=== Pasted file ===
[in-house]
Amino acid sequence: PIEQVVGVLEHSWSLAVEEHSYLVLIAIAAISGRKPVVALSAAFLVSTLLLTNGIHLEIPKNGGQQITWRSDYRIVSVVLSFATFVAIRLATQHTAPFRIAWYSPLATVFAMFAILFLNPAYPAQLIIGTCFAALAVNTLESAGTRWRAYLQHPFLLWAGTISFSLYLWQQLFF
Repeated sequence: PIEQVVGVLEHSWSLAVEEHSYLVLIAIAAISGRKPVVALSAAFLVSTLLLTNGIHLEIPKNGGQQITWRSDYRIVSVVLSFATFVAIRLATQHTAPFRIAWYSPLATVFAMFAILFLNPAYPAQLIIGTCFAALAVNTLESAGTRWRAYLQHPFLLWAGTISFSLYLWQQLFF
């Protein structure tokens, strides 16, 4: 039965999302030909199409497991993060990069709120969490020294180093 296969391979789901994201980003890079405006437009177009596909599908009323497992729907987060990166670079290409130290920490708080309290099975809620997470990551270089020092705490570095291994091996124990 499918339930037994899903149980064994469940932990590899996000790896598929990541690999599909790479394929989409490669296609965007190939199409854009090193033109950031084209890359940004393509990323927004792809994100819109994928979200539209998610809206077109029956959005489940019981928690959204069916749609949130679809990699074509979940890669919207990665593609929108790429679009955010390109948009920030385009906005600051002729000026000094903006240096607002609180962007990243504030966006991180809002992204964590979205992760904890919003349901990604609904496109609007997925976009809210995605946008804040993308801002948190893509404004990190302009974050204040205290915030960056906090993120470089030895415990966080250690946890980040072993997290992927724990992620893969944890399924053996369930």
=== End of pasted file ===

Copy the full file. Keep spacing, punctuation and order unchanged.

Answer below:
[in-house]
Amino acid sequence: PIEQVVGVLEHSWSLAVEEHSYLVLIAIAAISGRKPVVALSAAFLVSTLLLTNGIHLEIPKNGGQQITWRSDYRIVSVVLSFATFVAIRLATQHTAPFRIAWYSPLATVFAMFAILFLNPAYPAQLIIGTCFAALAVNTLESAGTRWRAYLQHPFLLWAGTISFSLYLWQQLFF
Repeated sequence: PIEQVVGVLEHSWSLAVEEHSYLVLIAIAAISGRKPVVALSAAFLVSTLLLTNGIHLEIPKNGGQQITWRSDYRIVSVVLSFATFVAIRLATQHTAPFRIAWYSPLATVFAMFAILFLNPAYPAQLIIGTCFAALAVNTLESAGTRWRAYLQHPFLLWAGTISFSLYLWQQLFF
């Protein structure tokens, strides 16, 4: 039965999302030909199409497991993060990069709120969490020294180093 296969391979789901994201980003890079405006437009177009596909599908009323497992729907987060990166670079290409130290920490708080309290099975809620997470990551270089020092705490570095291994091996124990 499918339930037994899903149980064994469940932990590899996000790896598929990541690999599909790479394929989409490669296609965007190939199409854009090193033109950031084209890359940004393509990323927004792809994100819109994928979200539209998610809206077109029956959005489940019981928690959204069916749609949130679809990699074509979940890669919207990665593609929108790429679009955010390109948009920030385009906005600051002729000026000094903006240096607002609180962007990243504030966006991180809002992204964590979205992760904890919003349901990604609904496109609007997925976009809210995605946008804040993308801002948190893509404004990190302009974050204040205290915030960056906090993120470089030895415990966080250690946890980040072993997290992927724990992620893969944890399924053996369930």